“I believed the respondent when he told me that he has insufficient funds to pay for his defence in the UAE and that he intends to contest the case against him, if extradited…Accordingly, in the absence of proof that a minimum procedural right to legal aid exists and is guaranteed, in Dubai, under UAE law, to those convicted of a misdemeanour, in their absence, I answer the question posed in s85(5) in the negative, as a consequence of which I am bound to discharge the respondent in terms of s85(7).“

The sheriff was not convinced that there was a real risk that the respondent’s article 5 rights will be violated should he be extradited to the UAE, but found that his article 3 and 6 rights would be breached.

Sheriff Welsh said: “I consider there are substantial grounds to believe that if extradited the respondent will be at real risk of an article 3 violation by reason of inadequate medical provision and treatment if he is housed in the squalid, unhygienic and overcrowded conditions of Bur Dubai Police Station detention centre which I accept is highly likely, pre-trial.

“I also consider that given the degree of influence high ranking Emiratis have over the local police, there are substantial grounds to believe that a real risk exists that if he is returned he will be subjected to torture or inhuman and degrading treatment or punishment in Bur Dubai Police Station instigated by his former son-in-law who is the sponsor of the complainer company and who has an obvious motive to apply pressure on the respondent to secure the return of his own daughter to Dubai or direct revenge against him for his part in her departure and permanent removal from the UAE.“

He added: “I consider that if the respondent were to be extradited to the UAE and detained in custody pending trial, which I consider he would likely be and there has been no assurance he would not be, in his physical condition, there to defend himself, in Arabic, which he cannot speak, without the guarantee of free legal representation, if the interests of justice so require, then that would constitute a breach of his article 6 right to a fair trial. I consider there are substantial grounds to believe that there is a real risk that the respondent in this case if extradited would as a matter of fact be put in that position.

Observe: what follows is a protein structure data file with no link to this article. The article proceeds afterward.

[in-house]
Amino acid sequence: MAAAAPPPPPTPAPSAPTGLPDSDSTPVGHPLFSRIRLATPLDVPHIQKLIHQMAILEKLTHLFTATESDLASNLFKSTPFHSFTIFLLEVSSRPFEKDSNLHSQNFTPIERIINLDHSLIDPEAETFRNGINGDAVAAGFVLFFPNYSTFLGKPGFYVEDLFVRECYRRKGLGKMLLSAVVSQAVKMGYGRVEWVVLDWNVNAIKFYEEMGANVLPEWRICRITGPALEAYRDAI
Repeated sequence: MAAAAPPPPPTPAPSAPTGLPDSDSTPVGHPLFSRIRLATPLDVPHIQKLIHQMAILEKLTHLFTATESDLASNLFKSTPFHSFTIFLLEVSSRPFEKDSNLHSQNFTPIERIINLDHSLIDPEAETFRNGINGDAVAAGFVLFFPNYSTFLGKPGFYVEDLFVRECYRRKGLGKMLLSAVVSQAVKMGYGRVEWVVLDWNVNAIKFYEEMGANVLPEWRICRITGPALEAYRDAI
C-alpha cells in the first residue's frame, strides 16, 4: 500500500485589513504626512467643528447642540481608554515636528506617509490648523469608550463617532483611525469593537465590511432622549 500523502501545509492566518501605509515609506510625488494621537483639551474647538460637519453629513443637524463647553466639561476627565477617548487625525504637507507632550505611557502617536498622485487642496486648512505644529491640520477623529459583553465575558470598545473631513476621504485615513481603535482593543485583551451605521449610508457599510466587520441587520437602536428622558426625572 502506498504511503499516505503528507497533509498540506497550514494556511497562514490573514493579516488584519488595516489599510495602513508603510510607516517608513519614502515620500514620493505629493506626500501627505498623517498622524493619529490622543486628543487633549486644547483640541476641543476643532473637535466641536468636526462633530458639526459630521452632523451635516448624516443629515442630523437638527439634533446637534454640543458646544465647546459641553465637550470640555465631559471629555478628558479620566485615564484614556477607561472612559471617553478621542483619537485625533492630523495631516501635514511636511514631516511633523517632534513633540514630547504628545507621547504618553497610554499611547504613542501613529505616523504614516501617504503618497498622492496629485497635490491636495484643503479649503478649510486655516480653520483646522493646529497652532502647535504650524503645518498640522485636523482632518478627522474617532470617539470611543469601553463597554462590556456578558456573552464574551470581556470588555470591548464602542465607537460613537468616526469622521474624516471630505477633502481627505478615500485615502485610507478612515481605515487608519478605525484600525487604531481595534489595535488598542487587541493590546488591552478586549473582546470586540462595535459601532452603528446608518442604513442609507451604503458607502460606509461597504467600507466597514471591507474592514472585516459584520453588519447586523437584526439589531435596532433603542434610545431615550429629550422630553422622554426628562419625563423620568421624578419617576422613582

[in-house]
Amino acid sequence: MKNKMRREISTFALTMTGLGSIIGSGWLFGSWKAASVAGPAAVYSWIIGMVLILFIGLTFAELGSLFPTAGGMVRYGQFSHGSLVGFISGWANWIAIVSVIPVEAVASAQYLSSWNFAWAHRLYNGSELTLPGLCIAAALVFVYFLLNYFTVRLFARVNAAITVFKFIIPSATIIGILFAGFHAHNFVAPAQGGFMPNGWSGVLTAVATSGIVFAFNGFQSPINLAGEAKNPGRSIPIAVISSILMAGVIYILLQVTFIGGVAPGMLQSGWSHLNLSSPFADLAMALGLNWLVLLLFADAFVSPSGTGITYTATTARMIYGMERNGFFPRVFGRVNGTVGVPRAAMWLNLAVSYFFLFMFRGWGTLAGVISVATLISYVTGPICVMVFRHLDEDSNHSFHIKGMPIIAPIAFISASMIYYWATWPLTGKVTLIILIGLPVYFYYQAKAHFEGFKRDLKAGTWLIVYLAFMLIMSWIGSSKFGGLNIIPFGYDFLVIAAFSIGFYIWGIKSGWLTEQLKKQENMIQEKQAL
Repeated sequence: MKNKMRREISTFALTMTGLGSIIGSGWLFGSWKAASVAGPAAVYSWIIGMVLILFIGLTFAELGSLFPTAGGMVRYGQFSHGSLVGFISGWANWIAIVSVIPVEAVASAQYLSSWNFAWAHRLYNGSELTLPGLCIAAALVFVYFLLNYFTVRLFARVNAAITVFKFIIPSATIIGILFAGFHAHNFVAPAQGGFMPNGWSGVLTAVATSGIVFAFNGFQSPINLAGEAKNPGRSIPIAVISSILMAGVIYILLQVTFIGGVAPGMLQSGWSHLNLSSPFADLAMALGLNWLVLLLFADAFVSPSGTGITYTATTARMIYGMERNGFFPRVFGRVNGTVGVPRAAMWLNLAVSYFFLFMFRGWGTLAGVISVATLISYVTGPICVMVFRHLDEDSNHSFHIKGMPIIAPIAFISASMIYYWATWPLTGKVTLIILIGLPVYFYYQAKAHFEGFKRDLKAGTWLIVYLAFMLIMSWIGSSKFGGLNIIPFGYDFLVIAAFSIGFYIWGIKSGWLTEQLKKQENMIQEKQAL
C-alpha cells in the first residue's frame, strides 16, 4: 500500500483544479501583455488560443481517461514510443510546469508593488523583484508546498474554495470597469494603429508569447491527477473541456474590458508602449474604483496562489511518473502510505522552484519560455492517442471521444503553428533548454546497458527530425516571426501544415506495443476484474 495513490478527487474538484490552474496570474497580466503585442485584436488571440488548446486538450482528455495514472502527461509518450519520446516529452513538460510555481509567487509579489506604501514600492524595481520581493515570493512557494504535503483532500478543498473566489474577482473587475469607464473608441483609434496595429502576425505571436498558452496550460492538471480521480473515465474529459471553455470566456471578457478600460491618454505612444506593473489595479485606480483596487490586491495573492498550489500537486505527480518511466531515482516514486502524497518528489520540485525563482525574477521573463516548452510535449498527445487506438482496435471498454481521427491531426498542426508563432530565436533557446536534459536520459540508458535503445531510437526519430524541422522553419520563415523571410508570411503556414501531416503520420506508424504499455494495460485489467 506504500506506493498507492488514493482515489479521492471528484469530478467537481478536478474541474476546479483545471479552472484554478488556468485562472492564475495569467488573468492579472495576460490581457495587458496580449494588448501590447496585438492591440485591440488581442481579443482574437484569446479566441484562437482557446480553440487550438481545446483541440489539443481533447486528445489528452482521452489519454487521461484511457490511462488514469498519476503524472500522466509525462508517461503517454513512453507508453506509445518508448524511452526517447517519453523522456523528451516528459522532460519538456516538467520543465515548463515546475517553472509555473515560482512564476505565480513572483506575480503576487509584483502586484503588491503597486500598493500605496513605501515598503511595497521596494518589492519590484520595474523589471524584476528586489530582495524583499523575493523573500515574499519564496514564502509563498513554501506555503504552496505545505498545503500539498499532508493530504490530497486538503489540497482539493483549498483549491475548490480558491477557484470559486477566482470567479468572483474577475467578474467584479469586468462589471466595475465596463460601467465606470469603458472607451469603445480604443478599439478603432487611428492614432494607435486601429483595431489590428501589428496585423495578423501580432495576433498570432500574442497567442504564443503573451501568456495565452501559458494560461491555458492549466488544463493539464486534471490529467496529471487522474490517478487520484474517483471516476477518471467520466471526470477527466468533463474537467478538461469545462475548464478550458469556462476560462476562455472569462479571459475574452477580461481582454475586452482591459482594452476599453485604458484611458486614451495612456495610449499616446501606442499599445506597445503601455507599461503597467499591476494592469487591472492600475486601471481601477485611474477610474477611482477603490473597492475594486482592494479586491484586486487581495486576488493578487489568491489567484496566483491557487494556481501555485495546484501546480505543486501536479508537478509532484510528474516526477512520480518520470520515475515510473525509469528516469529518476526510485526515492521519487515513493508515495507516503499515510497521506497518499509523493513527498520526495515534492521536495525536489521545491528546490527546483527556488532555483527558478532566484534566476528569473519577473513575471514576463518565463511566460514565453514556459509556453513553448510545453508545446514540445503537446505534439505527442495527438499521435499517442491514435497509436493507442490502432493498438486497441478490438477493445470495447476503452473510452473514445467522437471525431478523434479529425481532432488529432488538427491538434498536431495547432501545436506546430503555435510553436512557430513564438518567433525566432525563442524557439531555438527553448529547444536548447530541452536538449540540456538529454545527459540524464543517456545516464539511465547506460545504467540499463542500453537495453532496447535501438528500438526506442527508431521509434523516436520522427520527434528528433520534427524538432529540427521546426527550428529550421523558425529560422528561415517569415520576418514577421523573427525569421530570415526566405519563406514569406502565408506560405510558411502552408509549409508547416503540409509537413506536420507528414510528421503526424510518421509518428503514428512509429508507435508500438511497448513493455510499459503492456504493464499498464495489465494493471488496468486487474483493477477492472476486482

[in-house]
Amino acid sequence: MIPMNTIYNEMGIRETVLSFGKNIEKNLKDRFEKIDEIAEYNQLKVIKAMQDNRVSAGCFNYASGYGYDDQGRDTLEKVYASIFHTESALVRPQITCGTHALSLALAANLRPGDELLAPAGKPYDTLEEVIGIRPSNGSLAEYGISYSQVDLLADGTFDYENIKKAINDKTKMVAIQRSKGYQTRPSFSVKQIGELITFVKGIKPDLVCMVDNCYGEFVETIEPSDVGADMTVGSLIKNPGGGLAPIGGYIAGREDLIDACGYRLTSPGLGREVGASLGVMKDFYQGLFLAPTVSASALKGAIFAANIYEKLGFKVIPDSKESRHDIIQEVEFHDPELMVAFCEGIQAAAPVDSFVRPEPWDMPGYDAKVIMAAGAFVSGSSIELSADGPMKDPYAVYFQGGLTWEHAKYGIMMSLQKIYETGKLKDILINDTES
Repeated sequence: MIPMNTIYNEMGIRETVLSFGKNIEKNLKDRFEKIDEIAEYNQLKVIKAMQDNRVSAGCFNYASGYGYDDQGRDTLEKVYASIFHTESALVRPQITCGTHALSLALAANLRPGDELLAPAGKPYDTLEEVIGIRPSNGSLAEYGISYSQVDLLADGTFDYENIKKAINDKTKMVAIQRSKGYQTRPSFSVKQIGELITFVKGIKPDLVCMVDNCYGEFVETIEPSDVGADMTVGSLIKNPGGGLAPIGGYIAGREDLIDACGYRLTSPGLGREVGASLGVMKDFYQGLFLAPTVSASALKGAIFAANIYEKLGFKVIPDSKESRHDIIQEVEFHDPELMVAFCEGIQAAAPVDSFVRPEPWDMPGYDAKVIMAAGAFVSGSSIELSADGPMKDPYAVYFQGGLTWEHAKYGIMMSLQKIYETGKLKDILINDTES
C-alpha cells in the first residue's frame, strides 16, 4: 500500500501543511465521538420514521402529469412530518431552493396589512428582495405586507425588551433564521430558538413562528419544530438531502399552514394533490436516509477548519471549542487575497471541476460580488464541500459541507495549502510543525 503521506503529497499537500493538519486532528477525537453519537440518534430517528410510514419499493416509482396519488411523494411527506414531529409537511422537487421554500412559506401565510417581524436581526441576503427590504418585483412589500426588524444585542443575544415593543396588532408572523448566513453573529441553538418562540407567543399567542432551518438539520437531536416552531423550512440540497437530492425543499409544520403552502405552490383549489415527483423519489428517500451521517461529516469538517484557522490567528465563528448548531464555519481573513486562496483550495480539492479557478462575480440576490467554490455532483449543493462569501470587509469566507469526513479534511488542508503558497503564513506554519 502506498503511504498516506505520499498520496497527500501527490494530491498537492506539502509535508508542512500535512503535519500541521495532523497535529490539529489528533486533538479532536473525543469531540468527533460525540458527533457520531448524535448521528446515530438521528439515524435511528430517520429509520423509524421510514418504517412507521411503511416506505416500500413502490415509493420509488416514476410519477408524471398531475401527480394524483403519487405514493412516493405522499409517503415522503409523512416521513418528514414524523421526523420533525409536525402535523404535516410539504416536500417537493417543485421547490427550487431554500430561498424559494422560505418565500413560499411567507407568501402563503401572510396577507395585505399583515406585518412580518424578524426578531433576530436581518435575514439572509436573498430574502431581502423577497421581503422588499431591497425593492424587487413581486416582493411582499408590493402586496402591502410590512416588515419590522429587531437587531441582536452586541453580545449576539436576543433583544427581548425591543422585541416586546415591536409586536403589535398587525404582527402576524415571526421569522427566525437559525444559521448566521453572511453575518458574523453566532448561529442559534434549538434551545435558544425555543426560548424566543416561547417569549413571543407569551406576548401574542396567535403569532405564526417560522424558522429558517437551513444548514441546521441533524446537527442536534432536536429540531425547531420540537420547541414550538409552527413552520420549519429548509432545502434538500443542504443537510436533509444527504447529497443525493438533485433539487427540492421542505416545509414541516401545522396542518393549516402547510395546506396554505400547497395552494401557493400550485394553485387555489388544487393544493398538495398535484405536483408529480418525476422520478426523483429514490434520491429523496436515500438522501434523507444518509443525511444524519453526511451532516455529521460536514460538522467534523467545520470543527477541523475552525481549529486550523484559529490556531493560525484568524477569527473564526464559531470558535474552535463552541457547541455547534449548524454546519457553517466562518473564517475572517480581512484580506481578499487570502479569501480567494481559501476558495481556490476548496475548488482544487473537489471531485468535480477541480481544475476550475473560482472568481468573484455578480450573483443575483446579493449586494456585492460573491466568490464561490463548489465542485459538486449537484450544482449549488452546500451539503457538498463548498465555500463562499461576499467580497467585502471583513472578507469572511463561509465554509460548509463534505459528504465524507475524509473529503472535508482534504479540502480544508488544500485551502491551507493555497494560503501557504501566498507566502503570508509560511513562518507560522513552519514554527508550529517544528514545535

“No assurance has been received that he would be bailed but even if it were, I would still consider that without a guarantee of free legal aid if he has insufficient means to pay for legal assistance, if the interests of justice so require then a real risk of an article 6 violation is established. Had I not already decided to discharge the respondent on the basis of s85(5) because the applicant has failed to show his retrial or appeal would be ECHR compliant, I would have discharged him on this basis as well.”